Frank Film meets New Zealand’s first Reading Ambassador Te Awhi Rito. Produced with funding from New Zealand On Air. Video / Franck Film
For Ben Brown, stories are everything.
“They give you the first idea of yourself.
“You know, the stories people tell about you is who you are,” Ben (Ngāti Mahuta, Ngāti Koroki, Ngāti Paoa) says, with an easy, almost toothless smile. He is New Zealand’s first Te Awhi Rito Reading Ambassador, and his job is to inspire a love of reading in young people.
So it makes sense that he was a writer – of poetry, children’s books, plays, short stories and memoirs.
For a child who dreams of being an obscure poet, he did, and some. Ben grew up with stories, on a tobacco plantation in the Motueka Valley. His father, an Australian with a strong spinning tradition, used to quote Shakespeare in the paddocks, and it is to him that Ben credits his love of literature. “I was ten years old and he was standing in my doorway. He threw it [the book] to me, and just said, ‘read it.’ That’s what I did,” Ben told Frank Film. “It was The Adventures of Tom Sawyer, and I loved that book.”
“Mom told stories, in a different way,” he says, recalling his “ma,” who was born in Waahi Pā, Waikato, telling stories from his childhood and raranga traditions as the two weaved a whip of harakeke. So stories have always been important to Ben.
Their reading; a continuous source of joy. The account of them; a captivating art, and which he delivers brilliantly. Writing them; his life’s work.
As well as inspiring a love of reading, his role as Te Awhi Rito, to which he was appointed in 2021, is to champion the importance of stories. Ben travels the country, speaking to children, librarians and parents to pass on his love of words to younger generations.
The name is no coincidence: the “rito”, as his mother had explained to him years ago, is the young harakeke shoot in the middle of the plant – the young generation that must be protected by the outer generation more old leaves, the “awhi rito”.
“One of the first questions I was asked was, ‘How can you, coming from an oral Indigenous culture, reconcile being a reading ambassador?'” Ben explains. “Well, you just redefine what reading is. One way of teaching things through oral culture is still valid.”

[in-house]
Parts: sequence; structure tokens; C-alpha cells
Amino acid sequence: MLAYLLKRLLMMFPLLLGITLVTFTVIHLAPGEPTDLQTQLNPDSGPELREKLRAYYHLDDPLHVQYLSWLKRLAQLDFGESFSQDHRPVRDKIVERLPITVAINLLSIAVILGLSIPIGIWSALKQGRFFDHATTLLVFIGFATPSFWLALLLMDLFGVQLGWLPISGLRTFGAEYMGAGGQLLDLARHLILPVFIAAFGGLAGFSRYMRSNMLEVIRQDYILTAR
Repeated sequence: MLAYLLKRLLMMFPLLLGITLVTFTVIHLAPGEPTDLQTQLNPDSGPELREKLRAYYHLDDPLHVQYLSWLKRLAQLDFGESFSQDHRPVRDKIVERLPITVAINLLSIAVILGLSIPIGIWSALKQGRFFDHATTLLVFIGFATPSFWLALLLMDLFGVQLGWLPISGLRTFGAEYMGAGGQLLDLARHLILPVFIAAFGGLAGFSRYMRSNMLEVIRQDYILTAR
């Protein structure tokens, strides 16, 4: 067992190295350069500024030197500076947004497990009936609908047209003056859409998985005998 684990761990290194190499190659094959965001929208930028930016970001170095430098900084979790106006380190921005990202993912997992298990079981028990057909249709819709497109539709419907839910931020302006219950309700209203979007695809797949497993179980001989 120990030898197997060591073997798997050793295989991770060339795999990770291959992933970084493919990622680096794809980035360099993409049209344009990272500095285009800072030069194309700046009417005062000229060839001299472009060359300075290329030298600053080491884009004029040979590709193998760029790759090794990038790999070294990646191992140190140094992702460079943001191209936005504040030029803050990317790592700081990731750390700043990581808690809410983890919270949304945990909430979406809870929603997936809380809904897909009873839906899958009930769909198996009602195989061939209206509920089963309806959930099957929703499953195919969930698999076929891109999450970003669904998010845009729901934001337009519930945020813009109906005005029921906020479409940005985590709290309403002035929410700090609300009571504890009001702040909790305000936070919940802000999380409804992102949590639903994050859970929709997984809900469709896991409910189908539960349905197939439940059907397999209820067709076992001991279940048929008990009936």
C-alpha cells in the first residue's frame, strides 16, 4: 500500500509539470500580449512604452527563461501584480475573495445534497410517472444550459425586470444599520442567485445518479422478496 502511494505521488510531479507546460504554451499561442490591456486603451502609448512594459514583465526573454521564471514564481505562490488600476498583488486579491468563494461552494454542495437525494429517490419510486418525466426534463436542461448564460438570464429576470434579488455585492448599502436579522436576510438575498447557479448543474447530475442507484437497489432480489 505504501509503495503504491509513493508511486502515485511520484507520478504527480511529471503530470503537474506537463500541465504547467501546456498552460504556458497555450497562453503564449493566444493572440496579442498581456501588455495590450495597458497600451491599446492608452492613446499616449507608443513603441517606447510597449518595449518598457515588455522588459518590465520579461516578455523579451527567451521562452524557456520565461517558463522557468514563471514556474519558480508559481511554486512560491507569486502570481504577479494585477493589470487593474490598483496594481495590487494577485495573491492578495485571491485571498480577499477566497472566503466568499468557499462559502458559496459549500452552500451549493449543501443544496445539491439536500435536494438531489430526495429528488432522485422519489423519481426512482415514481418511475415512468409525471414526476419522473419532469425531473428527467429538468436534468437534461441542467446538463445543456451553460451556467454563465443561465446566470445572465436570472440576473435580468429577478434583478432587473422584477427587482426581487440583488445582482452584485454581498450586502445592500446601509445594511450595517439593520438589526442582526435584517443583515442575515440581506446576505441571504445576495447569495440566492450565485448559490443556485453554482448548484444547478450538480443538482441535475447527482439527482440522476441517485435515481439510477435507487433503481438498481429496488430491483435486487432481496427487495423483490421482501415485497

Regarding reading, Ben challenges the idea that young people, especially boys, do not read. “It’s not that boys don’t read, you give them shit they don’t want to read,” he says, and again remembers recognizing himself in Tom Sawyer’s ratbag life. That’s what hooked him, and that recognition, according to Ben, is what kids need.
Ben believes that he was a writer before being a reader.
“For some reason I developed a fondness for words,” he says, “The idea that you can mix up a bunch of words and just by the way they sound together, that can make it beautiful.”
A revised version of Ben’s memoir, A Fish in the Swim of the World, about growing up in the Motueka Valley, is set to launch August 10 from Scorpio Books in Christchurch.
As Witi Ihimaera writes, “Ben Brown is one of the brightest stars in Māoridom. We who have watched his takeoff know it.”
Besides writing for a living, Ben has always written poetry – a childhood doodle that never stopped. At Lyttelton, where he spent much of his adult life, he regularly graced open-mic nights with his signature growl. Like Motueka, Lyttelton (the port town known as a gathering place for musos and artists of all kinds) shaped Ben.
“Lyttelton is just one of those rare little places you find by accident. Hardworking and a bit industrial and grimy,” says Ben. “Those are always the places where artists gravitate, because the rent was cheap, at one time.”
When asked if there is money in poetry, Ben replies with a firm no and laughs. Life hasn’t always been easy. Ben has his own stories, like all of us, and not all of them are happy.
But, as he says, starting to take himself and his job seriously has made all the difference. And through his role as Te Awhi Rito, he has a way of channeling his enthusiasm for a well-told story into the same kind of joy for the children of Aotearoa.
Be sure to watch the film, in which Frank’s team gets to know Ben, his work and many fascinating stories.